The fundamental steps in the acrylic dying mechanism are: absorption of the basic dyestuff at the fiber surface, which occurs only when the glass transition point of the fiber is exceeded; diffusion of the dye into the fiber as the fiber molecules acquire enough energy to move; formation of the dye-fiber bond; and migration of dyestuff from the dyesite to another or from within the fiber to the surface. The degree of migration varies considerably, depending on the dyestuff, but generally basic dyes do not migrate well.
Leveling of basic dyestuffs can be a major problem which often can be traced partially to differing exhaustion rates of individual dyestuffs which may occur in combination shades. Every basic dyeable fiber has a saturation value, i.e, it has given number of acidic dyesites, which limit the quantity of basic dyestuff that can be fixed. The dyestuff also has a saturation factor, which is a measure of the relative molecular weight per caution in the dye. These two values determine the depth of shade obtainable with a given dye and fiber.
Acrylic fibers also vary considerably in their rate of dyeing, depending on whether they are of a dry-spun or a wet-spun fiber. Wetspun fibers dye at a higher rate than dry spun fibers.
To overcome the high affinity of some basic dyestuffs and to prevent unlevel dyeings, often a cautionic retarder is used. Cationicdyeable polyester has achieved a moderat3e degree of success because it lends itself to two-or three colour effects in blends with regular dispensedyeable polyester, cellulosic fibers, or wool. Typical basic-dyeable polyester fibers are Dacron T-64 and T-92, Fortrel 402, and Trevira 640.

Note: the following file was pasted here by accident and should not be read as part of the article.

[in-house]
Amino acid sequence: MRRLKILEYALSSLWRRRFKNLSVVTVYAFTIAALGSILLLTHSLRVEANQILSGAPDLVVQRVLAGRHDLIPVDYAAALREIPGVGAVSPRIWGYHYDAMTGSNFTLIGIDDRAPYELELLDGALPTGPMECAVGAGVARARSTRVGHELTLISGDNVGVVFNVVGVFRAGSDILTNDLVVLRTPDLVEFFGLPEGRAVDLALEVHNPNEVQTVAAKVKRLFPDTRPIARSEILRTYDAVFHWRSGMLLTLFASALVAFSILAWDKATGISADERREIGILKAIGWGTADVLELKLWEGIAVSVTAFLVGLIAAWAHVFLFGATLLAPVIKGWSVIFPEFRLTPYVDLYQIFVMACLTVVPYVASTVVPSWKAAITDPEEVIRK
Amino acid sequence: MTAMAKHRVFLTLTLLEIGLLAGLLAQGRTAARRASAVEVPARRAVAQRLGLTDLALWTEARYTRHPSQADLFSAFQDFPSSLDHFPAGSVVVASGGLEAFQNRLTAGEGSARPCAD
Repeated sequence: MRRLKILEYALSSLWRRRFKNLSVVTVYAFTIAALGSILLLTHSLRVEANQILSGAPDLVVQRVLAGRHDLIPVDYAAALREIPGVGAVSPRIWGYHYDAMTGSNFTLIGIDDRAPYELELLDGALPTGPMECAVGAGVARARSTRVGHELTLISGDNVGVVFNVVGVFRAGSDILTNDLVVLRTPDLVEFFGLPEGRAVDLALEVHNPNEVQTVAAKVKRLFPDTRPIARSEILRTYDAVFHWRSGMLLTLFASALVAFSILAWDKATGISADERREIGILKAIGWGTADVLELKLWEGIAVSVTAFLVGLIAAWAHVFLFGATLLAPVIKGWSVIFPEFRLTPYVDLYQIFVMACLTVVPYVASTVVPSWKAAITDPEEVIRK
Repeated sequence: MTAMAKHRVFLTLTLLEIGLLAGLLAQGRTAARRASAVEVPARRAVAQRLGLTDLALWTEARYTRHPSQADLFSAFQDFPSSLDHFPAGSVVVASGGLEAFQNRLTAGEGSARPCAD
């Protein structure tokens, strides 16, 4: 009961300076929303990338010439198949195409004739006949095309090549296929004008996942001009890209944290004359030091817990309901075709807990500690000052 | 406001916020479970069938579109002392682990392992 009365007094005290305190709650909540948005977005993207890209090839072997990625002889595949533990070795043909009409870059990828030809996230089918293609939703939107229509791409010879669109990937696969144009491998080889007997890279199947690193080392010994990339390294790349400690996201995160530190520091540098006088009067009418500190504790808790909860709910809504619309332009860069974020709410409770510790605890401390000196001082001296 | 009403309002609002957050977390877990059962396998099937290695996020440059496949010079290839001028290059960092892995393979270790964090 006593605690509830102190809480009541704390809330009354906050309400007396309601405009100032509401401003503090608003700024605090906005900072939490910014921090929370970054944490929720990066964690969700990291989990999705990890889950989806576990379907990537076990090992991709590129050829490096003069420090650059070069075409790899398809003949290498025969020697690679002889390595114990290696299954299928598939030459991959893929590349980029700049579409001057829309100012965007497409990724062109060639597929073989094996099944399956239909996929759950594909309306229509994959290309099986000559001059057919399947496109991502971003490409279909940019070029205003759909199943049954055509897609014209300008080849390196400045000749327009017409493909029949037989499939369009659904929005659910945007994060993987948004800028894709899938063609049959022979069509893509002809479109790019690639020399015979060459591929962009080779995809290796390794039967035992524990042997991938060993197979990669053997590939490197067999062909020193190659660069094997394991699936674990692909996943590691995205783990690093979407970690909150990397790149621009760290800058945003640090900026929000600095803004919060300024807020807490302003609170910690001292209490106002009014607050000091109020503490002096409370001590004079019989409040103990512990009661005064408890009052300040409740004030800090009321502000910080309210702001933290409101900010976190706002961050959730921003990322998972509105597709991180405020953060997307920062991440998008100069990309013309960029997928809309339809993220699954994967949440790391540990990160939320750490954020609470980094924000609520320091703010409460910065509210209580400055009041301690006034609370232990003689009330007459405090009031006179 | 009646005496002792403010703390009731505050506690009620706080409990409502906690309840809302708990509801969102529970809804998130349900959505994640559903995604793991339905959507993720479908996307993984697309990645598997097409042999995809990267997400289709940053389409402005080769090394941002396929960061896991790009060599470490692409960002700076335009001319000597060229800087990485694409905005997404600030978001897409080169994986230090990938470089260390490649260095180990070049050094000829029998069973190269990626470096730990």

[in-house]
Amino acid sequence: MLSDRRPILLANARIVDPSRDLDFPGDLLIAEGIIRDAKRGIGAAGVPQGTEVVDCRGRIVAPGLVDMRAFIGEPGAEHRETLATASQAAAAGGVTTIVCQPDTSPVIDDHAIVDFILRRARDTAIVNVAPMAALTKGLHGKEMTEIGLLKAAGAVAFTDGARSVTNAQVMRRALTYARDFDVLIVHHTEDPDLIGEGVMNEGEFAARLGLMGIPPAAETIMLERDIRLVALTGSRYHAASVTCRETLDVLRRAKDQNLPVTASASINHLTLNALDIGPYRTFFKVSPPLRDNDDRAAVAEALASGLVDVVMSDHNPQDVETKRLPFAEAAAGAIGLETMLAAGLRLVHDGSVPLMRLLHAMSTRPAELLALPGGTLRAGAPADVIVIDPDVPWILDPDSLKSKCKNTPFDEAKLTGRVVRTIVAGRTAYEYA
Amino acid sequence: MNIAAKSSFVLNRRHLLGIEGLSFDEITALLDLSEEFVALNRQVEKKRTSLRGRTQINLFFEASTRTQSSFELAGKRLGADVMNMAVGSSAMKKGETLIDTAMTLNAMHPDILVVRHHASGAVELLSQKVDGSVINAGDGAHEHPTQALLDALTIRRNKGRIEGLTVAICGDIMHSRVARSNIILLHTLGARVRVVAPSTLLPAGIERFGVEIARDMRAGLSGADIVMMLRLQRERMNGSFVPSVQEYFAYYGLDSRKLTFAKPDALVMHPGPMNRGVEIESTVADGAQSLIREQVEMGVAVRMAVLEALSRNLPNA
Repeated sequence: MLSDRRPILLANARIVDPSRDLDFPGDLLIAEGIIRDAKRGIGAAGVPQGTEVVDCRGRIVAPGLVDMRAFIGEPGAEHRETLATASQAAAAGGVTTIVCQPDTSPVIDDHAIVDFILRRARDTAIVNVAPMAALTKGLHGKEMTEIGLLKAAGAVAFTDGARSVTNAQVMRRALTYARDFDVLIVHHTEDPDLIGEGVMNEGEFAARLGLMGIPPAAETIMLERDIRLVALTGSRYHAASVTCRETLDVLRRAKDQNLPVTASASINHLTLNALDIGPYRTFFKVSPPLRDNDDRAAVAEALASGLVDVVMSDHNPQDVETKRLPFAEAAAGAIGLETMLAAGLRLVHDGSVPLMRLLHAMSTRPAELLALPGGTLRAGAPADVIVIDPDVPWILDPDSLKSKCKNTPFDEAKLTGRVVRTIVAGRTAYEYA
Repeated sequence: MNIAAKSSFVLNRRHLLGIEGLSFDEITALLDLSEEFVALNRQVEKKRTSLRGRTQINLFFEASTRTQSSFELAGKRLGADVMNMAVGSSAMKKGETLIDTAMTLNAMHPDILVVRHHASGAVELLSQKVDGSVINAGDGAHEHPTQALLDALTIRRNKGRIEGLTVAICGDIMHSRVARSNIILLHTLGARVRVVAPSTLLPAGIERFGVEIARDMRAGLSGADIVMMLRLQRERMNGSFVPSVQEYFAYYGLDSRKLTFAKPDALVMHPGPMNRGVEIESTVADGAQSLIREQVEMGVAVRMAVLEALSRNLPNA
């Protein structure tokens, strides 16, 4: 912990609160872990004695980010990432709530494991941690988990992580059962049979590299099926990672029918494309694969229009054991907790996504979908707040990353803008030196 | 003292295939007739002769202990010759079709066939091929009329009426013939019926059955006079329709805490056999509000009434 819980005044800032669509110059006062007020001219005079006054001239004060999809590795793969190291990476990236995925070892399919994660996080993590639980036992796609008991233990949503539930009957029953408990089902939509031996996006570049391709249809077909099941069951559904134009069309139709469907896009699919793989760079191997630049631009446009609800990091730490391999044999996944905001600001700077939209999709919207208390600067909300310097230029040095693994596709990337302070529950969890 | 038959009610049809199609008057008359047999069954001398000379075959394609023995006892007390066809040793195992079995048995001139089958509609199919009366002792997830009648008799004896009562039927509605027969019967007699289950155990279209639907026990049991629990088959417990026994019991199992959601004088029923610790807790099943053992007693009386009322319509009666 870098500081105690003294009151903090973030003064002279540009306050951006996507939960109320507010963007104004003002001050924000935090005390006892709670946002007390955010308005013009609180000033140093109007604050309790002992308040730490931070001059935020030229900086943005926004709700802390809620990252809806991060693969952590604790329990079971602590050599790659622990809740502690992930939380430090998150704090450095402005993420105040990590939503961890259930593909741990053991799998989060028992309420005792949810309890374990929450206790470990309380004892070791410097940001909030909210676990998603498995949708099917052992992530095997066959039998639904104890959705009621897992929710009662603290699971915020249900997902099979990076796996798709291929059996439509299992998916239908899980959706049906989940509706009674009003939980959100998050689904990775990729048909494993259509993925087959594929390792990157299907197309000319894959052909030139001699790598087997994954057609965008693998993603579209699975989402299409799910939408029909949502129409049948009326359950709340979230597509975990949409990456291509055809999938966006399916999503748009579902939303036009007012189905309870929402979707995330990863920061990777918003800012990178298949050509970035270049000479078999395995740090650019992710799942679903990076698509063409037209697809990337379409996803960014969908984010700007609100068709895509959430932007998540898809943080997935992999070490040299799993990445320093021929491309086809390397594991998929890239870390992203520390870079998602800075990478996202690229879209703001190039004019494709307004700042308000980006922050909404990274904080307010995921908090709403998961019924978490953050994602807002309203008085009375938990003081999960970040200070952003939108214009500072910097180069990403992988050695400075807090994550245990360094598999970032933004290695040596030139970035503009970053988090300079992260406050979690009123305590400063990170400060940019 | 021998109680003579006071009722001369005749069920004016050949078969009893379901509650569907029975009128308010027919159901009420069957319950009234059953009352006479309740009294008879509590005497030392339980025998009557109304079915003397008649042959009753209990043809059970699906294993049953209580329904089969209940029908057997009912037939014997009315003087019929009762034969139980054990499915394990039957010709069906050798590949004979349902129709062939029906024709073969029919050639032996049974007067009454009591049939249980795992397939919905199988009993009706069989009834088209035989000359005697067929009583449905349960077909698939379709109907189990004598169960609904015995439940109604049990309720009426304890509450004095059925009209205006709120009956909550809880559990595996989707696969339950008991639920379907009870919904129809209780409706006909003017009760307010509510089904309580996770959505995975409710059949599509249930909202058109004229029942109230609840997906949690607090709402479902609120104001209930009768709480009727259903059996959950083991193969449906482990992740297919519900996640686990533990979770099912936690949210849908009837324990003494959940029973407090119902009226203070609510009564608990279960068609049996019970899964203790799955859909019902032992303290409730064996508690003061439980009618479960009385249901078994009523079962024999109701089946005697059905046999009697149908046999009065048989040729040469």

The dyeing rate of cationic-dyeable polyester is much lower than that of acrylic; however, an even greater difference exists in the diffusibility associated with each, which is estimated for the cationhicdyeable polyester to be only 10% of that for acrylics. This has to be overcome by dyeing at higher temperatures (110-130o C) and by using a carrier to improve penetration. Another use for the carrier is the prevention of cross-staining the disperse-dyeable protion of the blend by the basic dyestuffs.
Nonionic products must be present to act as antiprecipitants or to suspend particles resulting from the reaction between the cationic dyes and anionic dyestuffs when blends of basic-dyeable and disperse-dyeable polyester are dyed.
The most common anionic group attached to acrylic polymers is the sulphonate group, -SO3-, closely followed by the carboxylate group, -CO2-. These are either introduced as a result of co-polymerisation, or as the residues of anionic polymerisation inhibitors. It is this anionic property which makes acrylics suitable for dyeing with cationic dyes, since there will be a strong ionic interaction between dye and polymer (in effect, the opposite of the acid dye-protein fiber interaction).